CDV LITHOGRAPH OF CONFEDERATE GENERAL BRAXTON BRAGG

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Item Code: 855-19

CDV is a chest-up view of Confederate General Braxton Bragg. He is wearing a dark colored double breasted frock coat with shoulder boards. Each side of his collar has three stars.

Reverse does not have a photographer’s imprint.

Image is clear and the contrast is good. Surface has some light dirt from age and there is a small tear on the right side of the surface. The mount is fully intact.

Braxton Bragg (March 22, 1817 – September 27, 1876) was a career United States Army officer, and then a general in the Confederate States Army—a principal commander in the Western Theater of the American Civil War and later the military advisor to the Confederate President Jefferson Davis.

Bragg, a native of North Carolina, was educated at West Point and became an artillery officer. He served in Florida and then received three brevet promotions for distinguished service in the Mexican-American War. After a series of posts in the Indian Territory, he resigned from the U.S. Army in 1856 to become a sugar plantation owner in Louisiana. Before the start of the Civil War, Bragg was a colonel in the Louisiana Militia. On December 12, 1860, Governor Thomas O. Moore appointed him to the state military board, an organization charged with creating a 5,000-man army. He took the assignment, even though he'd been opposed to secession.

During the Civil War, Bragg trained soldiers in the Gulf Coast region. He was a corps commander at the Battle of Shiloh and subsequently was named to command the Army of Mississippi (later known as the Army of Tennessee). He and Edmund Kirby Smith attempted an invasion of Kentucky in 1862, but Bragg retreated following the inconclusive Battle of Perryville, Kentucky, in October. In December, he fought another inconclusive battle at Murfreesboro, Tennessee, the Battle of Stones River, but once again withdrew his army. In 1863, he fought a series of battles against Maj. Gen. William S. Rosecrans and the Union Army of the Cumberland. In June, he was outmaneuvered in the Tullahoma Campaign and retreated into Chattanooga. In September, he was forced to evacuate Chattanooga, but counterattacked Rosecrans and defeated him at the Battle of Chickamauga, the bloodiest battle in the Western Theater, and the only major Confederate victory therein. In November, Bragg's army was routed in turn by Maj. Gen. Ulysses S. Grant in the Battles for Chattanooga.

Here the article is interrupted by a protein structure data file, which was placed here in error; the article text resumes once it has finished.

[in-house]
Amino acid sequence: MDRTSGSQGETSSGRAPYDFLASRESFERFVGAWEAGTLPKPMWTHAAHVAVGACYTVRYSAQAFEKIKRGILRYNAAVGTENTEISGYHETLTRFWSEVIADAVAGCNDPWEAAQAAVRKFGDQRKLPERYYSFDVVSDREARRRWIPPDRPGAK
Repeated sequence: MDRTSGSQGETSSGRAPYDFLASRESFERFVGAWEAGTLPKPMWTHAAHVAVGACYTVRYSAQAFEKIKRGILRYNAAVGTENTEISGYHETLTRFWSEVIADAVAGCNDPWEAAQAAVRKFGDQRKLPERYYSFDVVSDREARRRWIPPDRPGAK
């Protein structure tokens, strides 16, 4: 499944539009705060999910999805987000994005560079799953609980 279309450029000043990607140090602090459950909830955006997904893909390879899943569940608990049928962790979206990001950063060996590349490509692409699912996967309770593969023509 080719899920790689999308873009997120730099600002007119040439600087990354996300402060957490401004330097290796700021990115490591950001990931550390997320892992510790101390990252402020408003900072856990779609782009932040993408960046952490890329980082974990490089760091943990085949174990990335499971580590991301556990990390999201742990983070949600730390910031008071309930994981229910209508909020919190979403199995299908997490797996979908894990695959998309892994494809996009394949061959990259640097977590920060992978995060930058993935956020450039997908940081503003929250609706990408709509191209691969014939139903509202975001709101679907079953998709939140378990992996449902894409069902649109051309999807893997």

Throughout these campaigns, Bragg fought almost as bitterly against some of his uncooperative subordinates as he did against the enemy, and they made multiple attempts to have him replaced as army commander. The defeat at Chattanooga was the last straw and Bragg was recalled in early 1864 to Richmond, where he became the military adviser to Confederate President Jefferson Davis. Near the end of the war, he defended Wilmington, North Carolina, and served as a corps commander in the Carolinas Campaign. After the war Bragg worked as the superintendent of the New Orleans waterworks, a supervisor of harbor improvements at Mobile, Alabama, and as a railroad engineer and inspector in Texas.  [sl]

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